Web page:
Page 37, “I reach the end of the road and walk the deserted trail to Landscape Arch and Double-O Arch, picking up a few candy wrappers left from the weekend, straightening a trail sign which somebody had tried to remove, noting another girdled and bleeding pinion pine, obliterating from a sandstone wall the pathetic scratchings of some imbeciles who had attempted to write their names across the face of the Mesozoic.”
Page 267, “In the government truck I make a final tour of the park, into the Devil’s Garden where I walk for the last time this year out the trail past Tunnel Arch, Pine Tree Arch and Landscape Arch, all the way out to Double-O Arch at the end of the path.”
Book Cliffs – Thirty-five miles north of Moab, Utah stand the majestic Book Cliffs. From Green River to the west, past Crescent Junction in the middle and on to Thompson Springs to the east, they parallel both the Union Pacific Railroad mainline and Interstate I-70. Stark in their appearance, the Book Cliffs angle of repose is too steep and the terrain too dry to support more than sparse vegetation. In broad daylight, as our 1965 image shows, the Cretaceous sandstone capping the cliffs stand tall and unbroken, like the skyline of a major city. In Desert Solitaire, Edward Abbey often mentions the Book Cliffs.
Page 4, “On the north and northwest I see the Roan Cliffs and the Book Cliffs, the two-level face of the Uintah Plateau.
Page 23, “I refer to the garden which lies all around me, extending from here to the mountains, from here to the Book Cliffs, from here to Robbers’ Roost and Land’s End, an area about the size of the Negev.”
Page 118, “Mornings begin clear and dazzling bright, the sky as blue as the Virgin’s cloak, unflawed by a trace of cloud in all of that emptiness bounded on the North by the Book Cliffs.”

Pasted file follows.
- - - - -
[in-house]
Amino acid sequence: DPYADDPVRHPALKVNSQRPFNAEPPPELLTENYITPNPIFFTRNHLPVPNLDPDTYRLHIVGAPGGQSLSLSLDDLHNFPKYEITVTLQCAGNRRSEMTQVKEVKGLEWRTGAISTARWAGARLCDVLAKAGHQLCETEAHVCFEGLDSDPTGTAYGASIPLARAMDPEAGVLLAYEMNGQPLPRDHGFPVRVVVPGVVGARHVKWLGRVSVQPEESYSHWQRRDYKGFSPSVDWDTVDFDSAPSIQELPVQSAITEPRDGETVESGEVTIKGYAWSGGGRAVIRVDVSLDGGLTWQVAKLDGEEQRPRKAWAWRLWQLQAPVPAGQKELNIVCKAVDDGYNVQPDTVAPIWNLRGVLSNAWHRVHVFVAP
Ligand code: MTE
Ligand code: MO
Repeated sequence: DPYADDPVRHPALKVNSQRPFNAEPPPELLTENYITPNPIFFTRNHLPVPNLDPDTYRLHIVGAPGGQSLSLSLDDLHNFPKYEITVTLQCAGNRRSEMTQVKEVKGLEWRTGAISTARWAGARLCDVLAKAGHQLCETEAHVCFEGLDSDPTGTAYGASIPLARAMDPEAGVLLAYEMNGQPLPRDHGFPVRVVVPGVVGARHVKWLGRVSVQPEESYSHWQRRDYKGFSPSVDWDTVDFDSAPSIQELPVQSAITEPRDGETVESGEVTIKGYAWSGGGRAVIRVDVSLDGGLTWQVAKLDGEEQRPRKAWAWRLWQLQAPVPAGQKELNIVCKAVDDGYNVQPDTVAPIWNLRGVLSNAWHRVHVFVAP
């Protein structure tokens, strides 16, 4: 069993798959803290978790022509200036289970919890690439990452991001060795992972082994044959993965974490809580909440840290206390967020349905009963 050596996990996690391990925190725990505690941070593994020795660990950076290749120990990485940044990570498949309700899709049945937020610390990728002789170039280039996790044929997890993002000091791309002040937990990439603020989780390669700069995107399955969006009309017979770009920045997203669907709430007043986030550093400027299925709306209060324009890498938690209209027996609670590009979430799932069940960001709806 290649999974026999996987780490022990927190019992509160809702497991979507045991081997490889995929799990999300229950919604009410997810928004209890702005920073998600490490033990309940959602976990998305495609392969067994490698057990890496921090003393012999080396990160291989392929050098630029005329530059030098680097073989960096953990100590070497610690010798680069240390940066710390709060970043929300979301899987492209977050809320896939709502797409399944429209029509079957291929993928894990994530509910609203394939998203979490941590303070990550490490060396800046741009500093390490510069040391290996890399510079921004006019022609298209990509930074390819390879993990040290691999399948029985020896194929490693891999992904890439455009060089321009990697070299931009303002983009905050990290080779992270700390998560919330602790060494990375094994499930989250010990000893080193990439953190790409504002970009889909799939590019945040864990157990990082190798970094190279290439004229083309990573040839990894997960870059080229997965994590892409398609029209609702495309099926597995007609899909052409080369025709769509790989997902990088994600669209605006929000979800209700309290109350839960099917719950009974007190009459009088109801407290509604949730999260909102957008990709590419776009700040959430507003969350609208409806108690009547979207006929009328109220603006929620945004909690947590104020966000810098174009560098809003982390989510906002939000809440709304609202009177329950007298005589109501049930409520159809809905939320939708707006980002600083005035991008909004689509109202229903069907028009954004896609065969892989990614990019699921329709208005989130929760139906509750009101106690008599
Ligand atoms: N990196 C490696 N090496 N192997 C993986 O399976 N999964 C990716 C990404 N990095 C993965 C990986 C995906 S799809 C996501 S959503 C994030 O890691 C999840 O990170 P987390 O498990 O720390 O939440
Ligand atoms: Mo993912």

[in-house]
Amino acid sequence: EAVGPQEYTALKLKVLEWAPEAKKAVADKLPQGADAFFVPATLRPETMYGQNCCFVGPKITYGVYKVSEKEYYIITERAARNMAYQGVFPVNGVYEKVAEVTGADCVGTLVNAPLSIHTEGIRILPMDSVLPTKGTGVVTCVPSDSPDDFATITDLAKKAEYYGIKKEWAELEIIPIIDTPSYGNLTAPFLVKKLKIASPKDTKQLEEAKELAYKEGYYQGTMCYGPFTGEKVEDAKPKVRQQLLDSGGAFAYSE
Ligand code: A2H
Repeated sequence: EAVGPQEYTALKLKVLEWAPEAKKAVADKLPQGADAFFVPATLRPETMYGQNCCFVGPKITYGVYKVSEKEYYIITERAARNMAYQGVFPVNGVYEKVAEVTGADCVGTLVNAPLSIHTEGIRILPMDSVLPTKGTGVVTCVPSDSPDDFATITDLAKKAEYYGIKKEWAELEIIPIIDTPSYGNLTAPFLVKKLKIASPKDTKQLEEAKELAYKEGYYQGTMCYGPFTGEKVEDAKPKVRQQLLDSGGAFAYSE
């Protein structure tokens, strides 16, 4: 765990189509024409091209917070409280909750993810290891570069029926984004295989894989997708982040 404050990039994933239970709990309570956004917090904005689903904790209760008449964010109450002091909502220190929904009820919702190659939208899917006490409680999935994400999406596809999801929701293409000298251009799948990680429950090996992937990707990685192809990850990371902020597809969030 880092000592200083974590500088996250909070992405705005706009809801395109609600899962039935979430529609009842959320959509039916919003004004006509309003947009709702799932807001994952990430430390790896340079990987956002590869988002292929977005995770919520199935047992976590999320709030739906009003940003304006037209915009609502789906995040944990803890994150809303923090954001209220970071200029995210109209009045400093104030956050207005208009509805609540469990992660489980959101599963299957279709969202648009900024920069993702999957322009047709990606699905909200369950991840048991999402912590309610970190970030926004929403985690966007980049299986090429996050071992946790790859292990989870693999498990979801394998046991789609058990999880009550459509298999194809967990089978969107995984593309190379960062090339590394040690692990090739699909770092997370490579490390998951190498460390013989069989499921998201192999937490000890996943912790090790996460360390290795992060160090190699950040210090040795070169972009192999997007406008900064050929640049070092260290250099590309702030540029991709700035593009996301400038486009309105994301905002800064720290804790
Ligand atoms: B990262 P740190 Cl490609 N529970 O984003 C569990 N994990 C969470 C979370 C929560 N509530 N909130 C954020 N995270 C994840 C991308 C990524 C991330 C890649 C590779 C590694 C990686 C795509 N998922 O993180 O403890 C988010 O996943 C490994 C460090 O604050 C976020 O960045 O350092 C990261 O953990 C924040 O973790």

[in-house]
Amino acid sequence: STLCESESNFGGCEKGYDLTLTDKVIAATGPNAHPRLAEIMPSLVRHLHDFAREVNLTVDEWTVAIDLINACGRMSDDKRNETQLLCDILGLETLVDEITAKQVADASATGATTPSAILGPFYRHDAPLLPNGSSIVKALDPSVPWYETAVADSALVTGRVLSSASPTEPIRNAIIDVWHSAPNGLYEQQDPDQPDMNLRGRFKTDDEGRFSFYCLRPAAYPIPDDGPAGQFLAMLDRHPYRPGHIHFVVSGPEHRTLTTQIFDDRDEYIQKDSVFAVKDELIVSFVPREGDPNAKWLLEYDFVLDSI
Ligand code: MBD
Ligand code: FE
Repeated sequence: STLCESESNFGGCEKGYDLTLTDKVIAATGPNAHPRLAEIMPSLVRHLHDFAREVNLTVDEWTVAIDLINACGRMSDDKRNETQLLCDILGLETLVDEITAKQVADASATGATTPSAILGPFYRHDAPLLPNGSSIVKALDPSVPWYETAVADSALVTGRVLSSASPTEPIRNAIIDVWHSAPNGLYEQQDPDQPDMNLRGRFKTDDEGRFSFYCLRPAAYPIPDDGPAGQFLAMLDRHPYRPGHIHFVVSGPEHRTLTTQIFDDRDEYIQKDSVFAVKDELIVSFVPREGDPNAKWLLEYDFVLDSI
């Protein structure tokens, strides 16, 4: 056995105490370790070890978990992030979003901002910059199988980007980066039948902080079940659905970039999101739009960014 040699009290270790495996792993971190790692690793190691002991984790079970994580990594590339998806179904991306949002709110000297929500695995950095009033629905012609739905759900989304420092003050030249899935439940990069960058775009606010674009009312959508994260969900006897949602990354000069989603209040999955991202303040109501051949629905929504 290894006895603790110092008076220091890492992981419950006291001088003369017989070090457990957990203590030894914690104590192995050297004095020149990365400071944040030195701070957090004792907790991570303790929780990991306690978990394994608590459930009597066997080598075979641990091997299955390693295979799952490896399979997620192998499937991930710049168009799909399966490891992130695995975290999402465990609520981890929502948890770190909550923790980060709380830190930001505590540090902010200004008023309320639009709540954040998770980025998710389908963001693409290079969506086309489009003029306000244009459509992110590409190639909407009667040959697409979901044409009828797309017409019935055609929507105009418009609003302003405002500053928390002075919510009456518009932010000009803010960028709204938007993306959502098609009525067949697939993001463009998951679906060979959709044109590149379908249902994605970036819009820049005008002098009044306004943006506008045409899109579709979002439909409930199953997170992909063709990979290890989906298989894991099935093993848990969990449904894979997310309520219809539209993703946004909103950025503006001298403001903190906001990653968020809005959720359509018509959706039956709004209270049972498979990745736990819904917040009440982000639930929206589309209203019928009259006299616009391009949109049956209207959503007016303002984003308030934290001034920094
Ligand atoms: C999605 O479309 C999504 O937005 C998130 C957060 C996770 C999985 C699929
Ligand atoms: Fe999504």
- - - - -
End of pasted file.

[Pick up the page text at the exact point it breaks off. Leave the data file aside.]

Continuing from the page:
Page 269, “For a few minutes the whole region from the canyon of the Colorado to the Book Cliffs – crag, mesa, turret, dome, canyon wall, plain swale and dune – glows with a vivid amber light against the darkness on the east.”
Dead Horse Point – If you have seen the Movie Cars, you know Dead Horse Point. After visiting Moab while on vacation, Pixar director John Lasseter copied whole scenes from that place and etched them into the minds of millions. What those movie viewers may not realize is that Lasseter got it right. The view from Dead Horse Point to the Shaffer Trail and beyond to the Colorado River looks impossible in its depth, yet you can recognize it in the movie.
In 1965, the landscape did look different than it does today. Below, in a place called Potash, the Texas Gulf Sulphur Company was only two years into conventional mining of Potash salts. With its processing facility hidden upstream, the Paradox Basin anticline still looked pristine. Readers will also note that my father had a penchant for tempting fate, standing within only a few feet of the precipice. A few times on our trip, he convinced me to do the same. Today, I would chalk that up to youthful exuberance.